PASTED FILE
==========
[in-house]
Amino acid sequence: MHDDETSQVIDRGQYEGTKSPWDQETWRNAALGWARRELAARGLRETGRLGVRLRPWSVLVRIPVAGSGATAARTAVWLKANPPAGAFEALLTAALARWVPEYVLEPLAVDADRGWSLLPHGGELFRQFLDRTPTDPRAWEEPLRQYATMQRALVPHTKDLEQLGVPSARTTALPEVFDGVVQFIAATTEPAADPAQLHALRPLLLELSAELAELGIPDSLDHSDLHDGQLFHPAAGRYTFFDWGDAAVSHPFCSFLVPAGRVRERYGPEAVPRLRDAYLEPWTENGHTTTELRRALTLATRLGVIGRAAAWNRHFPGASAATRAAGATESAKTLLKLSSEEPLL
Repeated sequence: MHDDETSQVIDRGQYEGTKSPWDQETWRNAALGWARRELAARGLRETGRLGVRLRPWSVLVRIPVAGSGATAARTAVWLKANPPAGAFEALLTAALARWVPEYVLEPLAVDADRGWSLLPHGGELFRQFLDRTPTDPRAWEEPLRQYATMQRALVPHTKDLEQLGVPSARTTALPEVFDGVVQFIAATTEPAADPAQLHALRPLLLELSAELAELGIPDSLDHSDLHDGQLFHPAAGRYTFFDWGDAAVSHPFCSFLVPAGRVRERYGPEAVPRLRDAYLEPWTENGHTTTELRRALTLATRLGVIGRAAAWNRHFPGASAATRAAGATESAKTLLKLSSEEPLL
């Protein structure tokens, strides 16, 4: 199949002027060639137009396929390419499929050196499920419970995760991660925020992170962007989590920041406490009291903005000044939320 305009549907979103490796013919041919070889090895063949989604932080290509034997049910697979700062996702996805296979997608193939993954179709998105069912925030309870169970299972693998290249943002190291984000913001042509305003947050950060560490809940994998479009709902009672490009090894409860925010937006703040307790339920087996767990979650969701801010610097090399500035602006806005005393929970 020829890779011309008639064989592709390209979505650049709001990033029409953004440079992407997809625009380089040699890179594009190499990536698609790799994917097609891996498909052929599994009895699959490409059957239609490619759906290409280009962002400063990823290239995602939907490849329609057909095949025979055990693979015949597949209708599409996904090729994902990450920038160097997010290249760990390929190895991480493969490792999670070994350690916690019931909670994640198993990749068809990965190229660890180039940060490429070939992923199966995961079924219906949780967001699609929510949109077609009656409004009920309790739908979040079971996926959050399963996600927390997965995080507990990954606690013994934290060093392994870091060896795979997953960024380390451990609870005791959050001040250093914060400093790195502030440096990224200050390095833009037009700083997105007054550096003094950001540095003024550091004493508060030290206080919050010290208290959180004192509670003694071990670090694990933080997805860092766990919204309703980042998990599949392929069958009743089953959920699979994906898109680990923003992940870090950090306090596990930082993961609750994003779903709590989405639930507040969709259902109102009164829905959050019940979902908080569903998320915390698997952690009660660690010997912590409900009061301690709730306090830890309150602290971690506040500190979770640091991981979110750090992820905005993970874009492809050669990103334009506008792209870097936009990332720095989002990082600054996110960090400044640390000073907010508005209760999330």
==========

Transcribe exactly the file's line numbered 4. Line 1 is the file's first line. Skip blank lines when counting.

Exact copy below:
């Protein structure tokens, strides 16, 4: 199949002027060639137009396929390419499929050196499920419970995760991660925020992170962007989590920041406490009291903005000044939320 305009549907979103490796013919041919070889090895063949989604932080290509034997049910697979700062996702996805296979997608193939993954179709998105069912925030309870169970299972693998290249943002190291984000913001042509305003947050950060560490809940994998479009709902009672490009090894409860925010937006703040307790339920087996767990979650969701801010610097090399500035602006806005005393929970 020829890779011309008639064989592709390209979505650049709001990033029409953004440079992407997809625009380089040699890179594009190499990536698609790799994917097609891996498909052929599994009895699959490409059957239609490619759906290409280009962002400063990823290239995602939907490849329609057909095949025979055990693979015949597949209708599409996904090729994902990450920038160097997010290249760990390929190895991480493969490792999670070994350690916690019931909670994640198993990749068809990965190229660890180039940060490429070939992923199966995961079924219906949780967001699609929510949109077609009656409004009920309790739908979040079971996926959050399963996600927390997965995080507990990954606690013994934290060093392994870091060896795979997953960024380390451990609870005791959050001040250093914060400093790195502030440096990224200050390095833009037009700083997105007054550096003094950001540095003024550091004493508060030290206080919050010290208290959180004192509670003694071990670090694990933080997805860092766990919204309703980042998990599949392929069958009743089953959920699979994906898109680990923003992940870090950090306090596990930082993961609750994003779903709590989405639930507040969709259902109102009164829905959050019940979902908080569903998320915390698997952690009660660690010997912590409900009061301690709730306090830890309150602290971690506040500190979770640091991981979110750090992820905005993970874009492809050669990103334009506008792209870097936009990332720095989002990082600054996110960090400044640390000073907010508005209760999330």